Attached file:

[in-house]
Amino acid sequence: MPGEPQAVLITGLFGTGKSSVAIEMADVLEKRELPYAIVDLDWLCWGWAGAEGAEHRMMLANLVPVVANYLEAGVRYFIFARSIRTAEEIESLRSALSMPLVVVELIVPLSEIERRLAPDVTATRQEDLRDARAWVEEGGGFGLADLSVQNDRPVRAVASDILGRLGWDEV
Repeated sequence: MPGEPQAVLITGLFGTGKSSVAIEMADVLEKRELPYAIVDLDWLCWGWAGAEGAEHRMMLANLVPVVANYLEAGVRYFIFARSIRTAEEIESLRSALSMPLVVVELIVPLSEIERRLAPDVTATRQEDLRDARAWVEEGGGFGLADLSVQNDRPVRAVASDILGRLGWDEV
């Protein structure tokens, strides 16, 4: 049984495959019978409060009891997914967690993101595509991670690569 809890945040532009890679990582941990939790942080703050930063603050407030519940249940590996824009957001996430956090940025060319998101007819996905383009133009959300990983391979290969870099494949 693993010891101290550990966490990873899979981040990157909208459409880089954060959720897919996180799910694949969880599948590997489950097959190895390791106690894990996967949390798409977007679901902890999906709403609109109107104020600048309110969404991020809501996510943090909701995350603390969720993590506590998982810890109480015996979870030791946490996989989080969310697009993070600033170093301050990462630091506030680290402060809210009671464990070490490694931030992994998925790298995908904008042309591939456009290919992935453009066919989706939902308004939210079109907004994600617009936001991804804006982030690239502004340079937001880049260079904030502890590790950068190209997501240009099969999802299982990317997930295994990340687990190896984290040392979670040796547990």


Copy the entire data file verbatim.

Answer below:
[in-house]
Amino acid sequence: MPGEPQAVLITGLFGTGKSSVAIEMADVLEKRELPYAIVDLDWLCWGWAGAEGAEHRMMLANLVPVVANYLEAGVRYFIFARSIRTAEEIESLRSALSMPLVVVELIVPLSEIERRLAPDVTATRQEDLRDARAWVEEGGGFGLADLSVQNDRPVRAVASDILGRLGWDEV
Repeated sequence: MPGEPQAVLITGLFGTGKSSVAIEMADVLEKRELPYAIVDLDWLCWGWAGAEGAEHRMMLANLVPVVANYLEAGVRYFIFARSIRTAEEIESLRSALSMPLVVVELIVPLSEIERRLAPDVTATRQEDLRDARAWVEEGGGFGLADLSVQNDRPVRAVASDILGRLGWDEV
């Protein structure tokens, strides 16, 4: 049984495959019978409060009891997914967690993101595509991670690569 809890945040532009890679990582941990939790942080703050930063603050407030519940249940590996824009957001996430956090940025060319998101007819996905383009133009959300990983391979290969870099494949 693993010891101290550990966490990873899979981040990157909208459409880089954060959720897919996180799910694949969880599948590997489950097959190895390791106690894990996967949390798409977007679901902890999906709403609109109107104020600048309110969404991020809501996510943090909701995350603390969720993590506590998982810890109480015996979870030791946490996989989080969310697009993070600033170093301050990462630091506030680290402060809210009671464990070490490694931030992994998925790298995908904008042309591939456009290919992935453009066919989706939902308004939210079109907004994600617009936001991804804006982030690239502004340079937001880049260079904030502890590790950068190209997501240009099969999802299982990317997930295994990340687990190896984290040392979670040796547990």